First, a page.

Do note that even if you haven’t been sick, fungus and bacteria can develop in the bristles of your toothbrush —another reason to change your toothbrush regularly.

When you talk, you tend to bring out the odors from the back of your mouth (where bad breath originates), which simply breathing doesn’t do.

If you brush and floss properly and visit your dentist for regular cleanings, but your bad breath persists, you may have a medical problem like sinusitis or gum disease. See your doctor or dentist if you suspect a problem and they can help you take care of it.


Sulfur-containing organic compounds are again to blame for the variety of odours produced in the digestive system. The main sulfur-containing compound here is hydrogen sulfide, followed by methanethiol & dimethyl sulfide, all of which we’ve already met. 

You might ask which particularly complicated scientific method was used to determine their presence – as well as gas chromatography, a slightly more rudimentary method was utilised in one study.

As part of the research, 16 subjects were fed 200g of pinto beans, then had their ‘samples’ collected via the use of a ‘rectal tube’. It gets better.

 These rectal tubes were then handed over to two judges, who had previously ‘proved their ability to identify’ the different sulfur-containing gases. The study relates how these judges ‘3cm from their noses, slowly ejected the gas, taking several sniffs’. They then rated the odour on a scale from 1 (no odour), to 8 (very offensive). Pleasant work…

An interesting observation of this study was the difference between the farts of men and women. Though the small sample size means it isn’t possible to draw definite conclusions, they noted that the women in the study emitted a significantly higher concentration of hydrogen sulfide, and the judges both ascribed to them a significantly worse odour. They also noted that men tended to generate ‘a greater volume of gas per passage’. Now we know.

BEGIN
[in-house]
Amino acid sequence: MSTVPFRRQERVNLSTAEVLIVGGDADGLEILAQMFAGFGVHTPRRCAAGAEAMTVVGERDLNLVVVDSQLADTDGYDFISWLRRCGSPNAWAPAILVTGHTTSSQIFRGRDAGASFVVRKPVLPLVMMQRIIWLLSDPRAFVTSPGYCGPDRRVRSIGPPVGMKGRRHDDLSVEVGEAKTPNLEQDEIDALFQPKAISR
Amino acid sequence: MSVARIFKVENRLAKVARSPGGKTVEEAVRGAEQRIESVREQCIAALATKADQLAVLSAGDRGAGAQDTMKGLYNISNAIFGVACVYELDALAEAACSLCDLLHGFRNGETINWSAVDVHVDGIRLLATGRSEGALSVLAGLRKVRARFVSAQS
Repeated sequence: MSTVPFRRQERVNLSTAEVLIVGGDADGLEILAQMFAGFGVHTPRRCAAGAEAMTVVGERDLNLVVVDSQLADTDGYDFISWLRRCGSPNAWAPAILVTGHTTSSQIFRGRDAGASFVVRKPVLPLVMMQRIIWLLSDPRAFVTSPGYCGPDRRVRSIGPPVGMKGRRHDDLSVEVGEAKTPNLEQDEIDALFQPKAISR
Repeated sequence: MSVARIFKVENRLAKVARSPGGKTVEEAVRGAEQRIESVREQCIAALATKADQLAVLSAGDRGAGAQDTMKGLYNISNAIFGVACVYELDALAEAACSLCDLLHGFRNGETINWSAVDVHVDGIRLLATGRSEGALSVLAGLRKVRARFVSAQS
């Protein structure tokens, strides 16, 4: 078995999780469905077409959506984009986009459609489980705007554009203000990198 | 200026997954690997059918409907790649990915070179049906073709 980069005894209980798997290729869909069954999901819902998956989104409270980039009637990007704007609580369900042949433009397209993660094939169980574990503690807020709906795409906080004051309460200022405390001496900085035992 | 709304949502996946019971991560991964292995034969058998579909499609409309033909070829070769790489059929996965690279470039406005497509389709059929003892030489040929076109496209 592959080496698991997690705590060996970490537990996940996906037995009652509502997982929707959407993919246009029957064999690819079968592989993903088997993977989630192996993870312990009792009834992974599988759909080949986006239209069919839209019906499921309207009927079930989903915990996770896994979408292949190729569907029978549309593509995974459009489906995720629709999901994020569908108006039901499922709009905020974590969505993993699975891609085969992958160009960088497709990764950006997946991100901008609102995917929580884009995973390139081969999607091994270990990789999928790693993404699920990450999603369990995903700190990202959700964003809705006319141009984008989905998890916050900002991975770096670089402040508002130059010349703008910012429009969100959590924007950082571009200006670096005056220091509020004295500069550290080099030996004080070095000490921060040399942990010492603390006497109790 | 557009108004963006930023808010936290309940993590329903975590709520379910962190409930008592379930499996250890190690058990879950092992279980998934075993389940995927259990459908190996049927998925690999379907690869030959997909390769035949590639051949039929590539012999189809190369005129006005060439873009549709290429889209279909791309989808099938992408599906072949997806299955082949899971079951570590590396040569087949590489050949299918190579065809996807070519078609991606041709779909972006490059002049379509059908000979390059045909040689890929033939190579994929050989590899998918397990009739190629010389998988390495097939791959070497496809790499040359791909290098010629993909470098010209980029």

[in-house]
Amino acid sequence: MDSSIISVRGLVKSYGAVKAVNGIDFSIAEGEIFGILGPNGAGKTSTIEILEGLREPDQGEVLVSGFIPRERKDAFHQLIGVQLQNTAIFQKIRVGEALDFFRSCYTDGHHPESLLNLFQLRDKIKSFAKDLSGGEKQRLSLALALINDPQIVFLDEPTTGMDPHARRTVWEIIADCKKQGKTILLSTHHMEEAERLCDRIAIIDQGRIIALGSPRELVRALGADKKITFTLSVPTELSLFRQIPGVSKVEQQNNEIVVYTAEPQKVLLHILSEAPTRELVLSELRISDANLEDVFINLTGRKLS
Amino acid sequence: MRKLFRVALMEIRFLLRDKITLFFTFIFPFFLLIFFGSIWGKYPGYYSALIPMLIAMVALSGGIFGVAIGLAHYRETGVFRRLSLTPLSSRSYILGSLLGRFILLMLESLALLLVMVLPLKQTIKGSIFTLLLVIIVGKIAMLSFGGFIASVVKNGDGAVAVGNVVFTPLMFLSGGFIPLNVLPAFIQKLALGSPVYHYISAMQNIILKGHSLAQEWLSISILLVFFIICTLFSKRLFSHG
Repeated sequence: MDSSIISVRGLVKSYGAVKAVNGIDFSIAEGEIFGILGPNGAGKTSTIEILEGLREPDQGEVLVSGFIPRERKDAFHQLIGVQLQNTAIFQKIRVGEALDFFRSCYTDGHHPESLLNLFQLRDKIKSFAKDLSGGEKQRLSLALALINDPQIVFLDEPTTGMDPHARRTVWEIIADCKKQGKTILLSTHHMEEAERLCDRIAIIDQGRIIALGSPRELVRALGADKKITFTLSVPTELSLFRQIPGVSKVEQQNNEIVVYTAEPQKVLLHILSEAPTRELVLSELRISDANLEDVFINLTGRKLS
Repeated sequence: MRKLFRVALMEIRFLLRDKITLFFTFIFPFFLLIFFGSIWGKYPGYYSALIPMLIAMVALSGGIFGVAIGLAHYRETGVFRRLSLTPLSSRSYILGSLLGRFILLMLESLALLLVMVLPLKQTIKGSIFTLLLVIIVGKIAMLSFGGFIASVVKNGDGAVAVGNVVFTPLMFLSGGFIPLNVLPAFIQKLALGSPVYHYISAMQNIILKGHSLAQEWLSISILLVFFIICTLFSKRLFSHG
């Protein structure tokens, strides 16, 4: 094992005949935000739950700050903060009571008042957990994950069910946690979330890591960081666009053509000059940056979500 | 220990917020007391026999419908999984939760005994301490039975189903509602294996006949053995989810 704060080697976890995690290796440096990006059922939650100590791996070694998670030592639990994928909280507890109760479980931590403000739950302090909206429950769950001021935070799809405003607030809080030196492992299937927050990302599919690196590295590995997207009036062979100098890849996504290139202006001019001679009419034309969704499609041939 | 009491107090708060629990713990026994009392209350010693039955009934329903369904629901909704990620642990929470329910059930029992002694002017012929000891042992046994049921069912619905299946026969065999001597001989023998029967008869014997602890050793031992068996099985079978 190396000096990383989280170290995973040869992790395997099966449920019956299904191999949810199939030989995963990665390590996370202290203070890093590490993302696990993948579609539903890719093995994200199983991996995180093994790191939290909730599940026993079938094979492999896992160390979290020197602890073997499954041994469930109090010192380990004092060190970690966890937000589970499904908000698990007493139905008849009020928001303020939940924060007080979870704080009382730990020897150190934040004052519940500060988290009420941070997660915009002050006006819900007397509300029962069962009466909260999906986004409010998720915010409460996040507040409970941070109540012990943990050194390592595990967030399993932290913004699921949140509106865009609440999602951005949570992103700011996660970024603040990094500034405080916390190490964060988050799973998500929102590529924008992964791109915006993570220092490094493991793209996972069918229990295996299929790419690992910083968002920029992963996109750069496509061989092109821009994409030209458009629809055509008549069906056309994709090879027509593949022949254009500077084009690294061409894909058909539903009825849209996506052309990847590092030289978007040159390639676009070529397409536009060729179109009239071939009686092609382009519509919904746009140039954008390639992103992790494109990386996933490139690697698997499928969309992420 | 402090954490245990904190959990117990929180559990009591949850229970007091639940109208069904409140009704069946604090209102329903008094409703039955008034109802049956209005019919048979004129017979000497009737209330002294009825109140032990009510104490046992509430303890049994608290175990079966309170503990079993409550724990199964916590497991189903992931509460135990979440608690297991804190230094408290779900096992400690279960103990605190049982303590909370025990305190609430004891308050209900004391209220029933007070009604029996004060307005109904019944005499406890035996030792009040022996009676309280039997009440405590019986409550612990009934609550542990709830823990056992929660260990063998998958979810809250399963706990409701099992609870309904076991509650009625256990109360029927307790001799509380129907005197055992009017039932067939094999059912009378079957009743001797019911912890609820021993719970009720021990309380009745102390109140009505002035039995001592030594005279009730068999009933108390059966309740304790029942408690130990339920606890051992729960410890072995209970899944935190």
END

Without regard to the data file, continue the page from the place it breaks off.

Body smells are caused by a number of factors working together, including chemicals in sweat e.g. pheromones, which are made by the body and sexually attract (or repel) other people, wastes excreted through the skin; the actions of bacteria that live on the skin and feed on dead skin cells and sweat and smells that may emanate from unwashed clothes.

One of the ways to keep clean is to bath or shower every day using a mild soap and warm water. This will help tremendously. 
Wearing clean clothes, socks, and underwear each day can also help you to feel clean and prevent bad odours. 
If you sweat a lot, you might find that shirts, T-shirts, socks, and underwear made from cotton or other natural materials will help absorb sweat more effectively.

Underarm Odour
Your underarms are home to an estimated one million bacteria per square centimetre; these convert your otherwise odourless sweat into a variety of mal-odorous molecules.

Underarm odour actually introduces two organic compounds that don’t contain sulfur into the mix. 3-methyl-2-hexenoic acid is widely considered to be one of the main contributors to the human ‘sweaty’ aroma, which itself has an aroma delightfully described as ‘goat-like’. 3-hydroxy-3-methylhexanoic acid contributes a cumin-like scent, whilst 3-methyl-3-sulfanylhexan-1-ol (along with other sulfur-containing compounds) provides an onion note (it is in fact present in a 75:25 ratio of two enantiomers, the lesser of which has a fruitier aroma).

If you’re concerned about the way your underarms smell, you can try using deodorants/antiperspirants.

Foot Odour
Again, sweat is a major player in foot odour – however, as with underarm odour, it’s due to the fact that it provides a beneficial environment for bacteria to grow, and it’s the compounds that these bacteria produce that cause the perceived odour.

Methanethiol we’ve already come across at several points; two of the other main compounds contributing to ‘cheesy’ feet are propanoic acid & isovaleric acid. Propanoic acid is described as ‘pungent, sour and rancid’, whilst isovaleric acid attracts similar plaudits: ‘cheesy, rancid & fermented.’ The presence of isovaleric acid is actually the result of a bacteria also found in some strong cheeses.